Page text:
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Payday Lenders Using Crime Victims as Bait for Fake 18% Rate Cap?

The crime victims’ bill of rights, sweetly branded “Marsy’s Law” by its out-of-state backers, may be worse than merely questionable policy. It may be cover for the fake 18% rate cap petition.

Matt Hildreth took a photo of this petition circulator outside of the Brookings Post Office early this afternoon:

Man circulating petitions for crime victim's bill of rights and fake 18% rate cap ballot measures, downtown Brookings, South Dakota, 2015.09.15. Photo by Matt Hildreth.
Man circulating petitions for crime victim’s bill of rights and fake 18% rate cap ballot measures, downtown Brookings, South Dakota, 2015.09.15. Photo by Matt Hildreth.

Notice that the circulator’s purple t-shirt appears to be the same purple t-shirt sported by Marsy’s Law circulators at the State Fair:

Victims bill of rights circulators, State Fair, Huron, South Dakota, 2015.09.07. Photo from Marsy's Law for South Dakota Facebook page.
Victims bill of rights circulators, State Fair, Huron, South Dakota, 2015.09.07. Photo from Marsy’s Law for South Dakota Facebook page.

Hildreth describes the Brookings circulator’s tactics:

I was just approached by this guy outside the post office in Brookings. He has a bait and switch strategy to get people to sign the decoy pay day lending petition.

He’s asking for signatures on two petitions . The first one is for victims of abuse to be notified when their assailant is released from prison but he quickly pivots to the decoy petition for caping payday loads at 18%.

These pay day lenders are shady! Unethical business practices like this are why they need to get out town.

Seriously, who uses victims of abuse to con people for monetary gain? [Matt Hildreth, Facebook post, 2015.09.15]

One commenter under Hildreth’s post says he saw this same circulator in Sioux Falls last night. The same source says this circulator said he is from Los Angeles. If that is true, and if the circulator has not established formal residency in South Dakota, any petition sheets he circulates are invalid under SDCL 12-1-3, which requires that petition circulators be residents of South Dakota.

Other commenters indicate the Marsy/fake-18-percenters may have been circulating on the SDSU campus, outside the Brookings Hy-Vee, and at Sam’s Club in Rapid City, all places where petitioners must obtain permission to circulate.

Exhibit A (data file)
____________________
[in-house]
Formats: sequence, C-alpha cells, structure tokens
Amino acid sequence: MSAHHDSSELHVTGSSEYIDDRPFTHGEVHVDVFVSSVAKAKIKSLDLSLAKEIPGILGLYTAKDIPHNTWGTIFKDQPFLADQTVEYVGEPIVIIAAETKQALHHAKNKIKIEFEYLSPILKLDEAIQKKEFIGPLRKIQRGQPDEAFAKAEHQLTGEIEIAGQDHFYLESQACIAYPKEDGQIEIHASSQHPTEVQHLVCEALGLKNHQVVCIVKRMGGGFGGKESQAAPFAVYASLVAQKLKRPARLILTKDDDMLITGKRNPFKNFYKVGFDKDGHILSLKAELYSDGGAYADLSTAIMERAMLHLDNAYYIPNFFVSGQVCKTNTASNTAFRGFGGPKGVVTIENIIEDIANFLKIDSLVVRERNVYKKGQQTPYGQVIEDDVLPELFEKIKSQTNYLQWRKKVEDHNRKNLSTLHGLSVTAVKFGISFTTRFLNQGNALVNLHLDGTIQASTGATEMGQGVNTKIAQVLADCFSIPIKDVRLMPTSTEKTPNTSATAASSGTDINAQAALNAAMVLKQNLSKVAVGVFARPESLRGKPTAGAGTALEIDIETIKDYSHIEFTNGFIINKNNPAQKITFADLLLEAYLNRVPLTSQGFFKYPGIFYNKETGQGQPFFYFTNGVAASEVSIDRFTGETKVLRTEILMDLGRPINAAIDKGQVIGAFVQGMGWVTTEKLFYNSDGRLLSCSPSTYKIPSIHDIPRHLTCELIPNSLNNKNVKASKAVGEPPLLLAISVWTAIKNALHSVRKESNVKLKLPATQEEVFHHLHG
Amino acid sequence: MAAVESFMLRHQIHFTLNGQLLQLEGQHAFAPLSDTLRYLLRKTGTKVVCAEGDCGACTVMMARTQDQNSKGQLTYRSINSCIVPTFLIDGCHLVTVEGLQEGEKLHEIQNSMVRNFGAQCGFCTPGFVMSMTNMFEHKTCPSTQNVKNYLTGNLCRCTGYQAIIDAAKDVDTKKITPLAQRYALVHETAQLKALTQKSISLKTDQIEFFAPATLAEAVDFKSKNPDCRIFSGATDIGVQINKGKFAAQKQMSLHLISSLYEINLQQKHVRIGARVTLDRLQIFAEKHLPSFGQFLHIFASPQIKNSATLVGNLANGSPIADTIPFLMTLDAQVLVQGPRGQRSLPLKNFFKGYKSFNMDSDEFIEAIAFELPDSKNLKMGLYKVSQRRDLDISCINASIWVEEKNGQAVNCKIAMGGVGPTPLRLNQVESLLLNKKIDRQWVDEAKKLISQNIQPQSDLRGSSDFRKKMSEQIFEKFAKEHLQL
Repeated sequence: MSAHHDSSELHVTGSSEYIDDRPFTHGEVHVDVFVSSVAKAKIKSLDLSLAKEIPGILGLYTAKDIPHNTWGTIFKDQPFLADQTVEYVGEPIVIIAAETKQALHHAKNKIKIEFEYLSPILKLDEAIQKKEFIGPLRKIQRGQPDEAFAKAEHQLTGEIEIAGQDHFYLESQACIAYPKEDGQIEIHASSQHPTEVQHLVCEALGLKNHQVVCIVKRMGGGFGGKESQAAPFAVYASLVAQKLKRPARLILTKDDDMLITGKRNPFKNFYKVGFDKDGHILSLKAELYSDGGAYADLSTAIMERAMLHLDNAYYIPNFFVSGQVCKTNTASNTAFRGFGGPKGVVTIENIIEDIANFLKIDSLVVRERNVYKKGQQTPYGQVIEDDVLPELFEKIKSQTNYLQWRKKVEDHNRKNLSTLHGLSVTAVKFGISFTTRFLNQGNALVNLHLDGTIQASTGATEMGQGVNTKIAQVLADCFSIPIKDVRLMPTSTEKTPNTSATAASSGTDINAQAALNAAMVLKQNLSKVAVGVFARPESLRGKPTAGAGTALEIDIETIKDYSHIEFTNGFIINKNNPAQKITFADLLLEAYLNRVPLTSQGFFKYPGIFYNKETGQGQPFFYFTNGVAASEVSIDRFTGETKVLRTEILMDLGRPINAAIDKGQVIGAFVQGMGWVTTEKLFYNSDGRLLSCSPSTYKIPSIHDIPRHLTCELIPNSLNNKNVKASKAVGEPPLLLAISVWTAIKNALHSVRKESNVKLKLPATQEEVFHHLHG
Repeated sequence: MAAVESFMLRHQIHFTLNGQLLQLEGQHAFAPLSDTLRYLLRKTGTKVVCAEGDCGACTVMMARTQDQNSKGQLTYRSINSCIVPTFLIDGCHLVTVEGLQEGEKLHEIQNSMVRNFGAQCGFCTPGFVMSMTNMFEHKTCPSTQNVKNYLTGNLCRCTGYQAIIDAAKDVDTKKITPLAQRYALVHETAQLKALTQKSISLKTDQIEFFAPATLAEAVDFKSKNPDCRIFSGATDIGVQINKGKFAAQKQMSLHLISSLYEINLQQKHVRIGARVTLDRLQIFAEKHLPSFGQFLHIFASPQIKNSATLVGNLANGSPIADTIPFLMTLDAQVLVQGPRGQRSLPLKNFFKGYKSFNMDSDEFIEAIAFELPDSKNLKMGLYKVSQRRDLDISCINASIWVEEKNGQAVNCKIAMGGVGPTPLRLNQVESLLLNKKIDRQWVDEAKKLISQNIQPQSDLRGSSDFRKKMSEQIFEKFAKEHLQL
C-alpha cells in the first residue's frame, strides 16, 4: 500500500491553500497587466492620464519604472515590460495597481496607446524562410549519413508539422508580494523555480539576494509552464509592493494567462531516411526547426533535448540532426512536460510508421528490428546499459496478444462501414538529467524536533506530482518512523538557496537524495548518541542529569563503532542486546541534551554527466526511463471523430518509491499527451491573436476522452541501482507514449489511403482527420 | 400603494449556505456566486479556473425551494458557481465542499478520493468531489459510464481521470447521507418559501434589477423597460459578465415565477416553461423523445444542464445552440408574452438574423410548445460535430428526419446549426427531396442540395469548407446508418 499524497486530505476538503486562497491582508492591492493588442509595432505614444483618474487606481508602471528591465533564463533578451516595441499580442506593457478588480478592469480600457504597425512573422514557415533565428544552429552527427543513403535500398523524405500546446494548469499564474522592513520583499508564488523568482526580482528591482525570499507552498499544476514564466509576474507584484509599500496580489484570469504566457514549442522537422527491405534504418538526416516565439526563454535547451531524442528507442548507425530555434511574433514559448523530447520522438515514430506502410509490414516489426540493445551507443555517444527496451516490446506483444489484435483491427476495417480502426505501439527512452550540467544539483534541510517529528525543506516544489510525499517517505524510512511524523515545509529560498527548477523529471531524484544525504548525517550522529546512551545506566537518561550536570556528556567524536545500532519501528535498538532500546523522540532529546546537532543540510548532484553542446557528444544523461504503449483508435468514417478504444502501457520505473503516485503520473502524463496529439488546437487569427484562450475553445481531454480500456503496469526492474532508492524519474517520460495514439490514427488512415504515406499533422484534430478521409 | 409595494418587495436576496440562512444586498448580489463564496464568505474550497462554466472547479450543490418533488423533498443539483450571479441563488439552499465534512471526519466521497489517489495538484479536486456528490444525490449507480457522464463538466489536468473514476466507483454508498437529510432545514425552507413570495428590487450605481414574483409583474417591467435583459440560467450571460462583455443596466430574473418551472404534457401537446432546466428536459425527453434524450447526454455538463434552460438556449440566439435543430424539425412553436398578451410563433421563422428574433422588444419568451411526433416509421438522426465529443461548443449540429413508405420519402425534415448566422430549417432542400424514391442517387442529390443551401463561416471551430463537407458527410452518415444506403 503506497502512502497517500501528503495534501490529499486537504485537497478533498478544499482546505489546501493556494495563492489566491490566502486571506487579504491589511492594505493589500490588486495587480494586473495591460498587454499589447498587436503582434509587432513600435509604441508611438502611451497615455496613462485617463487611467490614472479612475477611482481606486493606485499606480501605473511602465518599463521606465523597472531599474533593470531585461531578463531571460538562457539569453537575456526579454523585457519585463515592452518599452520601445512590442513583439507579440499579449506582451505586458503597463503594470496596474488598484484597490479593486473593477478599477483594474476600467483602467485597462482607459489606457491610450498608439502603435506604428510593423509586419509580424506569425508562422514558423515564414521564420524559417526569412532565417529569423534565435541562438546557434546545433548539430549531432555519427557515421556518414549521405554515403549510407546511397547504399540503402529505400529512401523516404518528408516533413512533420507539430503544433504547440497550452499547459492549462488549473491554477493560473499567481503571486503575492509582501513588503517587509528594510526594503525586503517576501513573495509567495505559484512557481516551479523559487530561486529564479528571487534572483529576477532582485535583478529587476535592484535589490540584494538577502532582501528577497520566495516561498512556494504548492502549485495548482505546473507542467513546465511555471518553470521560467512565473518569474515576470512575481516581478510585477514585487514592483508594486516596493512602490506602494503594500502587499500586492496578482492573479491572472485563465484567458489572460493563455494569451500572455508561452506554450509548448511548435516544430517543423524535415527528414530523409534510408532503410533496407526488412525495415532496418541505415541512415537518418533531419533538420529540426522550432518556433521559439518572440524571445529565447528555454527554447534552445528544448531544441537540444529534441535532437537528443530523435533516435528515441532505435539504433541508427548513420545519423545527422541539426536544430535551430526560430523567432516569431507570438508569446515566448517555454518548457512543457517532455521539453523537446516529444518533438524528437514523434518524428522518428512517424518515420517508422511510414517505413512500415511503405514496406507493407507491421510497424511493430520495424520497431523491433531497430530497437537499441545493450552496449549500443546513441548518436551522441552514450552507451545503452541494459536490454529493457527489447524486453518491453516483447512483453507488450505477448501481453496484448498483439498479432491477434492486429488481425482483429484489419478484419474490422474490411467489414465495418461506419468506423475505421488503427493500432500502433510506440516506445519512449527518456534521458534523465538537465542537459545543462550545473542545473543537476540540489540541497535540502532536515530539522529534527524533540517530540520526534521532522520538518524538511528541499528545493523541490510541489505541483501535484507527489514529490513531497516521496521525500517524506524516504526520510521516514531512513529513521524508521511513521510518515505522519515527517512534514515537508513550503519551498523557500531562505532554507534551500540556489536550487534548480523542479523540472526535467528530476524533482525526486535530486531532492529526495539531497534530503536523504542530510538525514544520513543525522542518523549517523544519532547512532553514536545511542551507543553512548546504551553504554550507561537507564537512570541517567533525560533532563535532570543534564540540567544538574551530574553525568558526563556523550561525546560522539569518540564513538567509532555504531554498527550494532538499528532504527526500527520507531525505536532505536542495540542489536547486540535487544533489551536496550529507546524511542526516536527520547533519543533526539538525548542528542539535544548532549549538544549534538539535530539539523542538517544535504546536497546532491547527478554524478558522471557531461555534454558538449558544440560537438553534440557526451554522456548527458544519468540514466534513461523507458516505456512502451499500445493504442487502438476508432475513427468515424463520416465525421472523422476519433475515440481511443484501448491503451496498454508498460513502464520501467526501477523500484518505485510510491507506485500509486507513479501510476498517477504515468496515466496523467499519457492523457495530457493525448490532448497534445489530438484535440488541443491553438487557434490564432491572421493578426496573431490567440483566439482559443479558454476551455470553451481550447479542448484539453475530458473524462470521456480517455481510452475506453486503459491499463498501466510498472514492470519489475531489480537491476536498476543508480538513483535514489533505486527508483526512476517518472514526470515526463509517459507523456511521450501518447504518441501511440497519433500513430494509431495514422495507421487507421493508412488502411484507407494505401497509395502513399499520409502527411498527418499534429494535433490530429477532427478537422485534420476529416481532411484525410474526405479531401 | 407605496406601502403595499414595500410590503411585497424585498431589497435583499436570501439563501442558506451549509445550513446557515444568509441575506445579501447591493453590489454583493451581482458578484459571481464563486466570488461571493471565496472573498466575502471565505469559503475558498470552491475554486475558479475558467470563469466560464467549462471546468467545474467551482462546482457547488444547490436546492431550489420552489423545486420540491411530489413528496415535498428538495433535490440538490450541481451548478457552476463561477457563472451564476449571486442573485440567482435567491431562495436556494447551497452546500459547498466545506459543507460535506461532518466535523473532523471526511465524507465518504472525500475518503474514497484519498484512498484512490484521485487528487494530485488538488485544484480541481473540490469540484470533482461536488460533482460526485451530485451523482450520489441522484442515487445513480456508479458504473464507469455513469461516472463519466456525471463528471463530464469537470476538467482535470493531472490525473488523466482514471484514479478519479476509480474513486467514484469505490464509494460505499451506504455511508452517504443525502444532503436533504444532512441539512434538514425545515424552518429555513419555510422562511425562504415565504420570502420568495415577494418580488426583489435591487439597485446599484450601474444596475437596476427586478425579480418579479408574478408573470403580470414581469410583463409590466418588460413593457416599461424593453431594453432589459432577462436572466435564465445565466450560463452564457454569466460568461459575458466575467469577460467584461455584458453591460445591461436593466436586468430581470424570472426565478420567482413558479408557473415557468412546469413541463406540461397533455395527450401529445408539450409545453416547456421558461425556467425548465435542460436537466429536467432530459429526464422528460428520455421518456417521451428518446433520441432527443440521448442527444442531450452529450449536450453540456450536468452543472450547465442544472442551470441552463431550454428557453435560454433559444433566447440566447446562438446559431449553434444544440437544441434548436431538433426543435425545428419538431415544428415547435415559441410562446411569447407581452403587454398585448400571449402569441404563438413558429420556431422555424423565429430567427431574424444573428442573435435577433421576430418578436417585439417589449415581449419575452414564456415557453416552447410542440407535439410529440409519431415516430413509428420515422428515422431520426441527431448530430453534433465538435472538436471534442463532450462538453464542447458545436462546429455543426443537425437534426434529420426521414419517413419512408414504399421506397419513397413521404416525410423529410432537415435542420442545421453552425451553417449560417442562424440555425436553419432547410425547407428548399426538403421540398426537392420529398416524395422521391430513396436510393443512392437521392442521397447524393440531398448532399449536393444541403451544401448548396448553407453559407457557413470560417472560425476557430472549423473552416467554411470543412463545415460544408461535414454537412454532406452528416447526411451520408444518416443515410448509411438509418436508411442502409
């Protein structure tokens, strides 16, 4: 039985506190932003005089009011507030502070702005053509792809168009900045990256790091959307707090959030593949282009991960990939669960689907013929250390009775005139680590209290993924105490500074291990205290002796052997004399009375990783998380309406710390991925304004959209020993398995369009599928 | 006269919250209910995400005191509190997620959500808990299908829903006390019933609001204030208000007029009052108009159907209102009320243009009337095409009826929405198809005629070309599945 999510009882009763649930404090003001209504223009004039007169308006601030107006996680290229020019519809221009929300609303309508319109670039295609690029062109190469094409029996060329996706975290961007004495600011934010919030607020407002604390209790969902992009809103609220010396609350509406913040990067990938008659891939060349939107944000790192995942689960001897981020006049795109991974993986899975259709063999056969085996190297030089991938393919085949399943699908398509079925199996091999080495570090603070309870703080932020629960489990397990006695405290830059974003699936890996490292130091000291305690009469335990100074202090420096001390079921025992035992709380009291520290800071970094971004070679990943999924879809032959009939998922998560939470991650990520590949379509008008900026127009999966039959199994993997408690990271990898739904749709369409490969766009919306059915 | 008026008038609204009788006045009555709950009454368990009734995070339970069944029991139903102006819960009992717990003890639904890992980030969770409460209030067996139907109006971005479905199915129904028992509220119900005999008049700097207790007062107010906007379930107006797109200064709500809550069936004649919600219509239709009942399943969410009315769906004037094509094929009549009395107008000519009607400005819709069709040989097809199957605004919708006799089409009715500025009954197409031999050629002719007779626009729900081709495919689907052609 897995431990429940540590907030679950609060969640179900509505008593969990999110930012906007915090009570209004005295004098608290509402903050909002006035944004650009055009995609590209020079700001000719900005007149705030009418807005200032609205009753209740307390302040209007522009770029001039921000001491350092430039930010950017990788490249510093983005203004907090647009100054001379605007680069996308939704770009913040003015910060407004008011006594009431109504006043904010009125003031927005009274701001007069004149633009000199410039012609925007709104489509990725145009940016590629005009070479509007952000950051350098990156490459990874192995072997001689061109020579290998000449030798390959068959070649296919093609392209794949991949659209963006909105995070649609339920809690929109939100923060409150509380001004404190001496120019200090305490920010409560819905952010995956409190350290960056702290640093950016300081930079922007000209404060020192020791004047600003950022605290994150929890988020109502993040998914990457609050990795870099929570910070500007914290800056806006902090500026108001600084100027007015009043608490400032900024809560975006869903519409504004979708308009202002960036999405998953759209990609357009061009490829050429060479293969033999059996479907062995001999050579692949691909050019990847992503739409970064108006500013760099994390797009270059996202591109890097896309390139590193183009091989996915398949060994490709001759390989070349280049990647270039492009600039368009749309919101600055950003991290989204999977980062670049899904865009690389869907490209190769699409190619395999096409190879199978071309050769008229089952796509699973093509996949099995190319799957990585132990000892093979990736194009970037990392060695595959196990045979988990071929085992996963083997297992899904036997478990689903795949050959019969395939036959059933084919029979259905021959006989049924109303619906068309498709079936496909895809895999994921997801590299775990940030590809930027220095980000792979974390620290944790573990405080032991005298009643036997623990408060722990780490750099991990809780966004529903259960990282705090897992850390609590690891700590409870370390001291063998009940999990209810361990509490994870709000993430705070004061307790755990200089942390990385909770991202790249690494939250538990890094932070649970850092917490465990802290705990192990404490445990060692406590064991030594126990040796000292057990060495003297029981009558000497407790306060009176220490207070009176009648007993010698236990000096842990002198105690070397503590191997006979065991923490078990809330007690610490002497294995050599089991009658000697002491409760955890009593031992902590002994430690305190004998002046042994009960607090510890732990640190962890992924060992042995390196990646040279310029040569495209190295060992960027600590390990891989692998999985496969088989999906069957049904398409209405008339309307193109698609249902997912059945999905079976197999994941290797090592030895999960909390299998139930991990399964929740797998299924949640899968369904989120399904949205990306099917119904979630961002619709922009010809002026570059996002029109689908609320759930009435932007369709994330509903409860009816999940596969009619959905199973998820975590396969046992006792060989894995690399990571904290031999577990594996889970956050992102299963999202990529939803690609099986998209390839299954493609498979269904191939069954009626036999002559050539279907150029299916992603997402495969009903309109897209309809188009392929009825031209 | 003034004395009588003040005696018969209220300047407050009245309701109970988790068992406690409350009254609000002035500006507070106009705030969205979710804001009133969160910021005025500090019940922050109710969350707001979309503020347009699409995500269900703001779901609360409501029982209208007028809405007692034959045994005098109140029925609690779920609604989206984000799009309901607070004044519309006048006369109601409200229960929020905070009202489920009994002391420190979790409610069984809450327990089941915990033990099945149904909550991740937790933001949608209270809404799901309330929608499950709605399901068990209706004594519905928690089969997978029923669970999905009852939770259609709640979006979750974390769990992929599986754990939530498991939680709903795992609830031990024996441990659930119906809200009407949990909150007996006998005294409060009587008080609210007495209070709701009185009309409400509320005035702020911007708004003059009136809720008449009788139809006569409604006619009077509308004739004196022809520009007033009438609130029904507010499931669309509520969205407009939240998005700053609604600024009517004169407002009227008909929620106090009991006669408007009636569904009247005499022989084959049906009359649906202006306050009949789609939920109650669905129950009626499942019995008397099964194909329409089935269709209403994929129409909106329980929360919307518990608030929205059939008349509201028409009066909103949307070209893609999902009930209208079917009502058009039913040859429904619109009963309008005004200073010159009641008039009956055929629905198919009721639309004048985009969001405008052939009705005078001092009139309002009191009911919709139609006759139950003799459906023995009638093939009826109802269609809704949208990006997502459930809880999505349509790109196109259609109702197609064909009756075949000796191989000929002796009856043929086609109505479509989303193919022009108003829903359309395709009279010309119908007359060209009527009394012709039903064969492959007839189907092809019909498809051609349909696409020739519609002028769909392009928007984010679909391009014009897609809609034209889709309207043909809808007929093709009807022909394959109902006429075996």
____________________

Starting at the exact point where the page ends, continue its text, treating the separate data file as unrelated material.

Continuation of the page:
Other sources have spoken with Marsy/fake-18-percenters and heard the names of three different out-of-state petition companies carrying this deceptive tandem of petitions. Companies I’ve heard named include National Ballot Access of Georgia, which circulated the shady and doomed South Dakota Clean and Open Government Act for the 2008 ballot, circulated some of Ward Connerly’s deceptive anti-affirmative action petitions, and caught heck for shoddy signature gathering.

An alert reader found a Craigslist ad posted by Encore Political Services of Portland, Oregon, seeking petition circulators for Marsy’s Law and the fake 18% rate cap:

Drivers/Petitioners to Help Cap Payday Loans Needed (10 positions) (Rapid City)
compensation: $15/hr + production bonus incentives
employment type: employee’s choice

Encore Political Services, LLC is looking for 10 motivated workers to help get signatures for two ballot initiatives from South Dakota voters.

One initiative is to cap Payday Lending loans at 18% maximum.
The other is Marsy’s law, which requires victims to be notified when offenders of those same victims are released from prison.

Pay starts at $15/hr, and bonus incentives are provided.

Interviews start Weds, 9/2/15, at 10:00am. This is a time sensitive job, as our deadline for signatures is November 9th. Work same day as interview is available.
Experience preferred, but not necessary.

Please call or text Hiram at (605) 545-2304 [ad spotted on Craigslist 2015.09.03, as reported by DFP commenter WR Old Guy, 2015.09.04].

A check of Craigslist this evening finds six ads posted today seeking petitioners in Pierre and the surrounding area. None refer to specific petitions, but all direct calls to Ron at 262-883-5075, a New Berlin, Wisconsin, number. Another pair of ads appeared last week seeking circulators in the Sioux Falls area and directing callers to 310-483-2750, a Torrance, California, number.

The association of the Marsy’s Law petition with the fake 18% rate cap petition calls into question the intent and integrity of the Marsy’s Law petition, its circulators, and its sponsor, SDGOP operative Jason Glodt. A circulator like the purple-shirter in Brookings who tries to establish false ethos with a plea for “victims’ rights” only to trick people into signing a fake 18% rate cap deserves neither our trust nor our signatures. A ballot question committee that allows its measure to be intermingled with something as nefarious as the fake 18% rate cap should be viewed with suspicion, if not denied a place on the ballot.

If you see anyone circulating a petition, you should ask right away, “Are you carrying the 18% rate cap petition?” If the answer is yes, you should refuse to sign any document that petitioner is carrying.

But before walking away, do get a name and take pictures. We should all know what deceitful circulators are in our midst so we can avoid them and prevent them from tricking others into abusing our ballot with their lies.


  1. Deb Geelsdottir 2015-09-15

    Great catch by you, Cory, and by Matt Hildreth. There is no low too low for the greedy bas×××ds. How does the average South Dakotan feel about being played for a fool by out of staters? Apparently they think y’all are country simpletons.

  2. Jason Sebern 2015-09-15

    Thank you Matt Hildreth! Keep up the good work for the good people of South Dakota!

  3. Jeff 2015-09-16

    Two guys had both of these petitions and they were trying to get people to sign inside the beer tent at germanfest last weekend.

  4. caheidelberger Post author | 2015-09-16

    In-state, out-of-state, anyone who plays this bait-and-switch game should be scorned and shunned.

  5. Steve Hickey 2015-09-16

    And take pics, recordings, names.

  6. barry freed 2015-09-16

    A quick search shows Bader and Ass. ran at least one other signature competition in California. A Google search shows B.& A. don’t exist there anymore:

  7. Rorschach 2015-09-16